Last week, the Government released (for public comment) proposed draft legislation relating to the most significant amendments to Australian competition law in the last 20 years.

At the same time, the ACCC released draft guidelines as to how it would interpret two of the most important proposed amendments – the “effects” test under the misuse of market power prohibition and the new “concerted practices” prohibition.

Below is a summary of the key provisions. We anticipate that they will not come into operation until mid-2017. Submissions in response to the draft legislation and ACCC draft guidelines are due by 30 September and 3 October respectively.

1. New “effects” test under section 46

The misuse of market power prohibition will make it illegal for a company with substantial market power to engage in conduct that has the purpose or effect of substantially lessening competition in a market. Currently, such companies can only contravene this provision if they take advantage of their market power for a proscribed anti-competitive purpose. In order to distinguish “pro-competitive” conduct and “anti-competitive” misuse of market power, the court will be required to take into account whether a company’s conduct enhances efficiency, innovation and competition or whether it prevents, restricts or deters competitive conduct. Potential contravening conduct will also be able to be authorised by the ACCC if the public benefits of the conduct outweigh the public detriments – currently, this is not the case.

Implications

The changes are unlikely to significantly affect the conduct of large business other than requiring more detailed legal and economic advice on key competitive, strategic and operational decisions that could materially impact competition (e.g. refusing supply, bundling conduct, exclusivity arrangements, limiting access to key goods/services or terminating important agreements). For smaller businesses, the change may provide a stronger avenue to complain to the ACCC about the conduct of a large business as the ACCC will keen to test the new law. Please see our more detailed analysis of this proposed amendment here.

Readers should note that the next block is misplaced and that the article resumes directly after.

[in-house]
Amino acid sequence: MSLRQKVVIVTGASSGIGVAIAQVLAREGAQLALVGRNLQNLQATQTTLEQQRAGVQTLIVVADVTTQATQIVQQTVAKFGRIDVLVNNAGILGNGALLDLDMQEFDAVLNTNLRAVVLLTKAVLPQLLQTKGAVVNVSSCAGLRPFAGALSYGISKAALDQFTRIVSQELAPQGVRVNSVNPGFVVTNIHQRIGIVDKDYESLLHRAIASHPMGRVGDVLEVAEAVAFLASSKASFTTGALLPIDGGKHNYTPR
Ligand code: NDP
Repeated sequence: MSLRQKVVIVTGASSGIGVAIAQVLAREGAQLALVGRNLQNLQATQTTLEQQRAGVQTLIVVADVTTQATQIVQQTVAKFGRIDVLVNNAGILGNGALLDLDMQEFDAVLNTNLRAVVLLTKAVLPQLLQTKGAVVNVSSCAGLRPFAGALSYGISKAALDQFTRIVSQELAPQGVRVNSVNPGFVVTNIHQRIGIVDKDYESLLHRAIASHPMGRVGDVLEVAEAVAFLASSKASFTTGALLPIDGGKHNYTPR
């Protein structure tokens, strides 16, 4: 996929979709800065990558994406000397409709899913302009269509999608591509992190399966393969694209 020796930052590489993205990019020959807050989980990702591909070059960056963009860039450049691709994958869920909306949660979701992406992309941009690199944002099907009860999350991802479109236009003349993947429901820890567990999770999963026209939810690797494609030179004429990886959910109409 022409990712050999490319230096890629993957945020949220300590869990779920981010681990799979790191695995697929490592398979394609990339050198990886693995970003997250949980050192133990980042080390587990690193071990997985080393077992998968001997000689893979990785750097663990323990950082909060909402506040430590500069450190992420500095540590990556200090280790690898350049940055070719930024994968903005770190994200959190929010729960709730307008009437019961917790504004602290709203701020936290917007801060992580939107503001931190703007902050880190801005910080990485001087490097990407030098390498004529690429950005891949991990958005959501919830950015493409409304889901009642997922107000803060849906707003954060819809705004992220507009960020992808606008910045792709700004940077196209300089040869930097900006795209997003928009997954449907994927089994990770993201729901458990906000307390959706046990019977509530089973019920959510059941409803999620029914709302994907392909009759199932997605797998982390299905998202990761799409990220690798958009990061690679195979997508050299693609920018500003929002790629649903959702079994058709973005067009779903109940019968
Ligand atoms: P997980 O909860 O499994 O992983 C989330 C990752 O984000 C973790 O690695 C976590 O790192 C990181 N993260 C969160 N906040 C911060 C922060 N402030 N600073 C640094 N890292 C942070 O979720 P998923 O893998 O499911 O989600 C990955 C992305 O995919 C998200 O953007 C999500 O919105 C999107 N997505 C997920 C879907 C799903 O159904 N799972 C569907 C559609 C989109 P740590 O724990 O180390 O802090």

2. Dealings with competitors – concerted practices and cartels

A new “concerted practices” prohibition will be introduced to address concerted practices that have the purpose or effect of substantially lessening competition in a market. There is no definition of what will constitute a concerted practice but the usual exceptions will apply (i.e. authorisation, related bodies). The ACCC’s guidelines state that a concerted practice “is a form of coordination between competing businesses by which, without them having entered a contract, arrangement or understanding, practical cooperation between them is substituted for the risks of competition”. There is also substantial international jurisprudence about what types of conduct are likely to amount to a concerted practice. In summary, regular contact with competitors which results in coordinated behaviour that in turn lessens competition would be likely to fall within the prohibition. This conduct may be evidenced by regular information exchanges or meetings with competitors pursuant to which prices, intentions or conduct are disclosed. The matching of a rival’s publicly advertised pricing without any coordinated practice occurring is unlikely to constitute a concerted practice.